When massive iceberg A68A broke away from its pack ice in July 2017, it was the sixth largest iceberg on record. Today, more than half has disappeared.
A study published on January 10 in the journal Environmental remote sensing shows that the huge chunk of ice broke off from the Larsen Ice Shelf in Antarctica in 2017 and traveled northeast to South Georgia in 2021. The iceberg once measured about 5,719 square kilometers, nearly half the size of Connecticut, but it began to disintegrate once it arrived. to the island of South Georgia in the Atlantic Ocean.
The European Space Agency described it as a “mega” iceberg, claiming that it remained relatively the same size for the first two years of its life, as it remained in the cold waters of the Weddell Sea near the Antarctic Peninsula. Then it began its “epic” journey through the Drake Passage, the ESA said, and everything changed.
By January 2021, it had lost about 3,200 square kilometers, more than half of its area. Now it’s a little bigger than Rhode Island.
Researchers from the University of Leeds, the Center for Polar Observation and Modeling and the British Antarctic Survey studied the iceberg using satellite images and found that during these years of travel, the he iceberg was getting smaller as it separated and gradually melted. During its three-and-a-half-year journey, the iceberg is estimated to have lost about 544 cubic kilometers of ice, about a third of which was due to basal melting.
During the time it was around South Georgia, researchers found the iceberg released about 152 billion tons of fresh water and nutrients into the ocean over the course of about three months. This amount of water could fill approximately 61 million Olympic swimming pools.
This significant loss could have “a potential impact on the island’s rich ecosystem”, the study says.
One of the observers’ concerns was that the iceberg would collide with the seabed near the island. Researchers found, however, that the iceberg came closest to the island about 38.5 miles offshore in December 2020. Although the A68A did not run aground on the seabed, according to researchers, it is likely that it hit the ground in some of the shallower areas. as it rotated, and is thought to have affected “only a small area”.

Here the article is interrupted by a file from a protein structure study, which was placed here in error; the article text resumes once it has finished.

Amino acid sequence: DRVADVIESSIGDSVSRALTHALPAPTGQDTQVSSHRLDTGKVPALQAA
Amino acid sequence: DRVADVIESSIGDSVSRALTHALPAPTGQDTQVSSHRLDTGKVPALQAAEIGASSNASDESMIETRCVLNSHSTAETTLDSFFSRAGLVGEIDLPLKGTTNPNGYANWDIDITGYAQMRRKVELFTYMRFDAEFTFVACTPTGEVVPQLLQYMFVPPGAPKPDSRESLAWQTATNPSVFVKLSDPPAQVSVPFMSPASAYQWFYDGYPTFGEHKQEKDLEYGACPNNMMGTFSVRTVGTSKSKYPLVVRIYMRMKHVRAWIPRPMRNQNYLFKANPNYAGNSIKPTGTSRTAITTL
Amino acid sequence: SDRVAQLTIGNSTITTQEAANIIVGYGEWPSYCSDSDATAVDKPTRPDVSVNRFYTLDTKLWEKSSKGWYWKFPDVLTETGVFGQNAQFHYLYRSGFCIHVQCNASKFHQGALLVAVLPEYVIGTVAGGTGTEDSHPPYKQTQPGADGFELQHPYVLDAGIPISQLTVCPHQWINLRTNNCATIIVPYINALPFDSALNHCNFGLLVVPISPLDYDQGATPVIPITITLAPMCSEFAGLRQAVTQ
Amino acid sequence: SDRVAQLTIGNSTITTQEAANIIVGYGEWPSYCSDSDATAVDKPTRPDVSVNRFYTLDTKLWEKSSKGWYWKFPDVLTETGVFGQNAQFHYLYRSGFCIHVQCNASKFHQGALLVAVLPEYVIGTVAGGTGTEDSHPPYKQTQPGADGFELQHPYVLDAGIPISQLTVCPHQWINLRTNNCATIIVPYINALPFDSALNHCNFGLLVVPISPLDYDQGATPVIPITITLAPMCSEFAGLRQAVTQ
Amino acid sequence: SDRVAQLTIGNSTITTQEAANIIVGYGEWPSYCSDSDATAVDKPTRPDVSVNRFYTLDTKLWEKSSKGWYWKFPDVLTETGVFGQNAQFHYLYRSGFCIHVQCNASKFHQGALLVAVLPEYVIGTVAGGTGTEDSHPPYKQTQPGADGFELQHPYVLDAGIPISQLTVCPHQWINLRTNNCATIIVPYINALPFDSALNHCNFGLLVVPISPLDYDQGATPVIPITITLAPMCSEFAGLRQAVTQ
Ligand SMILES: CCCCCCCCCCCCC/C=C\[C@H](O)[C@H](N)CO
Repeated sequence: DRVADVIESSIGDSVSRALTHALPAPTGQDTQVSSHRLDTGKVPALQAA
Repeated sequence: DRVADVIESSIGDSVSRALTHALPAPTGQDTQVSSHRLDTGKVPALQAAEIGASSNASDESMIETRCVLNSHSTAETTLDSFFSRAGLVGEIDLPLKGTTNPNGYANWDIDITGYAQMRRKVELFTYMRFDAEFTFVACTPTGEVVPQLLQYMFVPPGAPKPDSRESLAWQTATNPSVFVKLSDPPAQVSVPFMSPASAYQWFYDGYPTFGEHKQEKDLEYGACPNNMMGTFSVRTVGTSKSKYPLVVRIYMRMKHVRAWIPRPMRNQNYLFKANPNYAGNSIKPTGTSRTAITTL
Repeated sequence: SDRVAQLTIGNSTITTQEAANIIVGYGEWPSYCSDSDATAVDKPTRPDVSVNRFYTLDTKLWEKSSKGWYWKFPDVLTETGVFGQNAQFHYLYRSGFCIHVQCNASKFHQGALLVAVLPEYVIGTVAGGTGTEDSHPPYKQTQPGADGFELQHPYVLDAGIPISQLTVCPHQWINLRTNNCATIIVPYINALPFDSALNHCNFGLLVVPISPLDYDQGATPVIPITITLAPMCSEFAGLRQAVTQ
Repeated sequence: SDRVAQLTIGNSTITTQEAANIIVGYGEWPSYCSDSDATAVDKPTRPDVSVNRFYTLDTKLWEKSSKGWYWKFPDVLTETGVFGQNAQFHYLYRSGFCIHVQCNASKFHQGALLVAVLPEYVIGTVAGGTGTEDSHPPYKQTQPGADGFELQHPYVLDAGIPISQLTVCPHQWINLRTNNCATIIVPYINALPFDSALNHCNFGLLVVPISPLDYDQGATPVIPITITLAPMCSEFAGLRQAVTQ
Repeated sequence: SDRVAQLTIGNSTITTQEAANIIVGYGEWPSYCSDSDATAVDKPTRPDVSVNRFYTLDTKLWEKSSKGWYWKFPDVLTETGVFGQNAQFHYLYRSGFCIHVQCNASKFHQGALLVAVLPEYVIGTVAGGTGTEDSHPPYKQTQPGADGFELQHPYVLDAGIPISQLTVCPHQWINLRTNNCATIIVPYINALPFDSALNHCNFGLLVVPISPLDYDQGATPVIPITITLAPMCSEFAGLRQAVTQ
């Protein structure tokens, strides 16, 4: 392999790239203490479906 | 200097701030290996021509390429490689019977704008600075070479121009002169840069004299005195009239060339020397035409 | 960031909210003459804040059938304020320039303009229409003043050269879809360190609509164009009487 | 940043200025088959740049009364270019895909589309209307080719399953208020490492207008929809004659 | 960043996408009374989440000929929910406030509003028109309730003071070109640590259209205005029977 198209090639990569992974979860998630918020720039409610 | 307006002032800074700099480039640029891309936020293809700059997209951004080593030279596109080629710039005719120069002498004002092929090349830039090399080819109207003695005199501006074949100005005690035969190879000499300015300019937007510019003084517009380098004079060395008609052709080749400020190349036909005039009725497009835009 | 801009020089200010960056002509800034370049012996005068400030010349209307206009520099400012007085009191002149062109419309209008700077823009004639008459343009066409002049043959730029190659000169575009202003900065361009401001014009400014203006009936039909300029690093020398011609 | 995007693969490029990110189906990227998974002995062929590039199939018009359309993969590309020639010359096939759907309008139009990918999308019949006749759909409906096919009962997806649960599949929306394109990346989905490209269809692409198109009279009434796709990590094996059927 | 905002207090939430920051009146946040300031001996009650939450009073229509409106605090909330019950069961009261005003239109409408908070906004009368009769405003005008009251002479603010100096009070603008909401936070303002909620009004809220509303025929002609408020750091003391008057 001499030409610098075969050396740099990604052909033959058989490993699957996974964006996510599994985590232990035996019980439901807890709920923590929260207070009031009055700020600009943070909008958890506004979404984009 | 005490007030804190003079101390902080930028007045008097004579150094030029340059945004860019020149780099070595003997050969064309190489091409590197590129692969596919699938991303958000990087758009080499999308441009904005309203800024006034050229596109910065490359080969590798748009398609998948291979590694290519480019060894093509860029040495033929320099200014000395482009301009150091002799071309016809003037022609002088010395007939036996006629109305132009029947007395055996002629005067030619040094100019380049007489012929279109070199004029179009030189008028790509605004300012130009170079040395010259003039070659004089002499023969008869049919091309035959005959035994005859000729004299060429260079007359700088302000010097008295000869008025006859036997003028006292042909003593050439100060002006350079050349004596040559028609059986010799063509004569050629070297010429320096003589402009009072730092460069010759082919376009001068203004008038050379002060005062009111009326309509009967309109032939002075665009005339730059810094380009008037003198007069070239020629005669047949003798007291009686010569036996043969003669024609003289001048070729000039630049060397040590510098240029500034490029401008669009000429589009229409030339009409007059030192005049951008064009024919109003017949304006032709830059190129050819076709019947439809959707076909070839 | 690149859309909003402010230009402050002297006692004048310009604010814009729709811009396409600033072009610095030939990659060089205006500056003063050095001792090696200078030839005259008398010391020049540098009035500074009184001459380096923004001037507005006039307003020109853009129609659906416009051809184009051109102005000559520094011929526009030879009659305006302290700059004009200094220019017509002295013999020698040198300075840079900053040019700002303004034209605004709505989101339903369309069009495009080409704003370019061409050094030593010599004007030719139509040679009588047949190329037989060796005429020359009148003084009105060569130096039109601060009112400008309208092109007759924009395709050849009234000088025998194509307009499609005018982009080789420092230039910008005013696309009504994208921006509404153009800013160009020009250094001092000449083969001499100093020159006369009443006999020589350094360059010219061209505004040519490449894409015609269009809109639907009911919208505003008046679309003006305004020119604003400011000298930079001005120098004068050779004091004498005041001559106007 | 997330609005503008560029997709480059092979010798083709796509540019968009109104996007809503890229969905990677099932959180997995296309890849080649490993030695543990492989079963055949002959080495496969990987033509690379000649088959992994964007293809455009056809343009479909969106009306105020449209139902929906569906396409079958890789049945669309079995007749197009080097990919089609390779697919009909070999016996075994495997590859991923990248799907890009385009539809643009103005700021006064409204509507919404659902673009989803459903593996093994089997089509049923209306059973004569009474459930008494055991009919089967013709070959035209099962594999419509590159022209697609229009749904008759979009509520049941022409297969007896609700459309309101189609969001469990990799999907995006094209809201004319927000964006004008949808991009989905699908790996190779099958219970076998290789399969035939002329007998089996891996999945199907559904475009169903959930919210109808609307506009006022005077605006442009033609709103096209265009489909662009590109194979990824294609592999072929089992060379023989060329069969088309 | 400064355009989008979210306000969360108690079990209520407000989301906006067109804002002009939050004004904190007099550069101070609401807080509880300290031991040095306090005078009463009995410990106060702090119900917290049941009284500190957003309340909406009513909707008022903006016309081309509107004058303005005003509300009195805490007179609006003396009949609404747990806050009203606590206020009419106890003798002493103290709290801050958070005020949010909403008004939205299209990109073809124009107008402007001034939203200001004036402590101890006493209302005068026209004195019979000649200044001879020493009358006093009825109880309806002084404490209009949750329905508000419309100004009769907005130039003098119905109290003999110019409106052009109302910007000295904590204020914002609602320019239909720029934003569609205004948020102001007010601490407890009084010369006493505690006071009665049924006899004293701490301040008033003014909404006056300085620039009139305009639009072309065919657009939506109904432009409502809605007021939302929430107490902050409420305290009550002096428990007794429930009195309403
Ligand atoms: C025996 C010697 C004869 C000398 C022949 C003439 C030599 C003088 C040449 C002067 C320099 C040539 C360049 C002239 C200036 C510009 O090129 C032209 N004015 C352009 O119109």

It is, however, possible that other icebergs could end up stranded in the area in the future, which could potentially destroy organisms residing on the seabed. A stranded iceberg can also disrupt ocean currents and prevent island penguins from feeding in the sea, researchers said.
The study’s lead author, Anne Braakmann-Folgmann, said in a declaration that the iceberg released a “tremendous amount of meltwater”. She told CBS News that it’s too early to tell what the specific impact of the A68A will be, but that in general, cold freshwater from icebergs changes the physical properties of seawater that affect it. surrounds and releases nutrients that can “promote organic production”.
South Georgia and the South Sandwich Islands are a “wildlife refuge”, according to their government, home to around 5 million seals and 30 different species of birds, a third of which are considered threatened or near threatened.
The waters surrounding the islands are also a critical area for the migration of populations of whales, fish and Antarctic krill, which, according to the government, are a “key link” in the food chain of the Southern Ocean.
“In this case, penguins, seals and whales that feed in the waters around South Georgia could benefit from greater food availability,” Braakmann-Folgmann said. “And especially penguins and seals, which raise their offspring on the island, depend on nearby food sources.”
The researchers added, however, that melting could potentially alter the properties of the ocean in ways that would also impact currents, which could, in a ‘worst-case scenario’, divert krill, a crucial source of food for the whales, far from the island. Studies on the subject are still ongoing.